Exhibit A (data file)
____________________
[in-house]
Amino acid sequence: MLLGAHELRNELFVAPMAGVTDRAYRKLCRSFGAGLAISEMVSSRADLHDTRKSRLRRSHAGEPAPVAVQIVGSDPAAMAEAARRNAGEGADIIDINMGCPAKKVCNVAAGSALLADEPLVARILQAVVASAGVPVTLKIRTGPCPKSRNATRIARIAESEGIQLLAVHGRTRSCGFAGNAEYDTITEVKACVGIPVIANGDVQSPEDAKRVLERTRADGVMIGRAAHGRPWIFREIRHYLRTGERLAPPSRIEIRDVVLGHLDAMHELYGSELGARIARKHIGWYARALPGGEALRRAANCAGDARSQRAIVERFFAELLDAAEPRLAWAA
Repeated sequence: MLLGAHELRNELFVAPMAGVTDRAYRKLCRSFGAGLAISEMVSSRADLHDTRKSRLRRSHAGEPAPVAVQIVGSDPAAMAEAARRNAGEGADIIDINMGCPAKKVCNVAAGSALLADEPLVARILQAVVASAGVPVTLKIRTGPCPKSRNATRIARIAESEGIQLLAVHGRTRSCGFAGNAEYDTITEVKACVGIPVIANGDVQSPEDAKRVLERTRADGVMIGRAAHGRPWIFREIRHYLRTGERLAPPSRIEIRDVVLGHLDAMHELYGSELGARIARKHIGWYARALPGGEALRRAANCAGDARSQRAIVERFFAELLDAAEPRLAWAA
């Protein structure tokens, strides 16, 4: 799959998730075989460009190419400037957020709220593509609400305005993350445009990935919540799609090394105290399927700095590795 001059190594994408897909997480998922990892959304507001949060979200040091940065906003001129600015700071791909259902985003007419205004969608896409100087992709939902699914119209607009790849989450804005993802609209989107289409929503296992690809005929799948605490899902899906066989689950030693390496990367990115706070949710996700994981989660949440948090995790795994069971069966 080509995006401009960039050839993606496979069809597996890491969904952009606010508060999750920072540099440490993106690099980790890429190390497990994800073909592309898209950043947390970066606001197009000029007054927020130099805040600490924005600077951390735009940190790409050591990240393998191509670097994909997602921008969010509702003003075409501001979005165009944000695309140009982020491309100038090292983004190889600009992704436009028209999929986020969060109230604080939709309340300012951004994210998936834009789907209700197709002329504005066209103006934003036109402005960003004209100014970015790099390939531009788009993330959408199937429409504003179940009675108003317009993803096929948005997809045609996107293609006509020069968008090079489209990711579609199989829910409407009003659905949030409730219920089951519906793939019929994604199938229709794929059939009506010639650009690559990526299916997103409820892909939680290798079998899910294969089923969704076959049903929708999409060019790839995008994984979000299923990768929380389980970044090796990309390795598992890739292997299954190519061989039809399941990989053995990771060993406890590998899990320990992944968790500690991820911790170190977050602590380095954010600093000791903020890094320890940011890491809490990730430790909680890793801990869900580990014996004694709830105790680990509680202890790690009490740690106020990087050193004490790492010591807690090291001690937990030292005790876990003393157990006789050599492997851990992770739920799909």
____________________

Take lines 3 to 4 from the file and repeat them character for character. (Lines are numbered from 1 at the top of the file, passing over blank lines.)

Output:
Repeated sequence: MLLGAHELRNELFVAPMAGVTDRAYRKLCRSFGAGLAISEMVSSRADLHDTRKSRLRRSHAGEPAPVAVQIVGSDPAAMAEAARRNAGEGADIIDINMGCPAKKVCNVAAGSALLADEPLVARILQAVVASAGVPVTLKIRTGPCPKSRNATRIARIAESEGIQLLAVHGRTRSCGFAGNAEYDTITEVKACVGIPVIANGDVQSPEDAKRVLERTRADGVMIGRAAHGRPWIFREIRHYLRTGERLAPPSRIEIRDVVLGHLDAMHELYGSELGARIARKHIGWYARALPGGEALRRAANCAGDARSQRAIVERFFAELLDAAEPRLAWAA
């Protein structure tokens, strides 16, 4: 799959998730075989460009190419400037957020709220593509609400305005993350445009990935919540799609090394105290399927700095590795 001059190594994408897909997480998922990892959304507001949060979200040091940065906003001129600015700071791909259902985003007419205004969608896409100087992709939902699914119209607009790849989450804005993802609209989107289409929503296992690809005929799948605490899902899906066989689950030693390496990367990115706070949710996700994981989660949440948090995790795994069971069966 080509995006401009960039050839993606496979069809597996890491969904952009606010508060999750920072540099440490993106690099980790890429190390497990994800073909592309898209950043947390970066606001197009000029007054927020130099805040600490924005600077951390735009940190790409050591990240393998191509670097994909997602921008969010509702003003075409501001979005165009944000695309140009982020491309100038090292983004190889600009992704436009028209999929986020969060109230604080939709309340300012951004994210998936834009789907209700197709002329504005066209103006934003036109402005960003004209100014970015790099390939531009788009993330959408199937429409504003179940009675108003317009993803096929948005997809045609996107293609006509020069968008090079489209990711579609199989829910409407009003659905949030409730219920089951519906793939019929994604199938229709794929059939009506010639650009690559990526299916997103409820892909939680290798079998899910294969089923969704076959049903929708999409060019790839995008994984979000299923990768929380389980970044090796990309390795598992890739292997299954190519061989039809399941990989053995990771060993406890590998899990320990992944968790500690991820911790170190977050602590380095954010600093000791903020890094320890940011890491809490990730430790909680890793801990869900580990014996004694709830105790680990509680202890790690009490740690106020990087050193004490790492010591807690090291001690937990030292005790876990003393157990006789050599492997851990992770739920799909």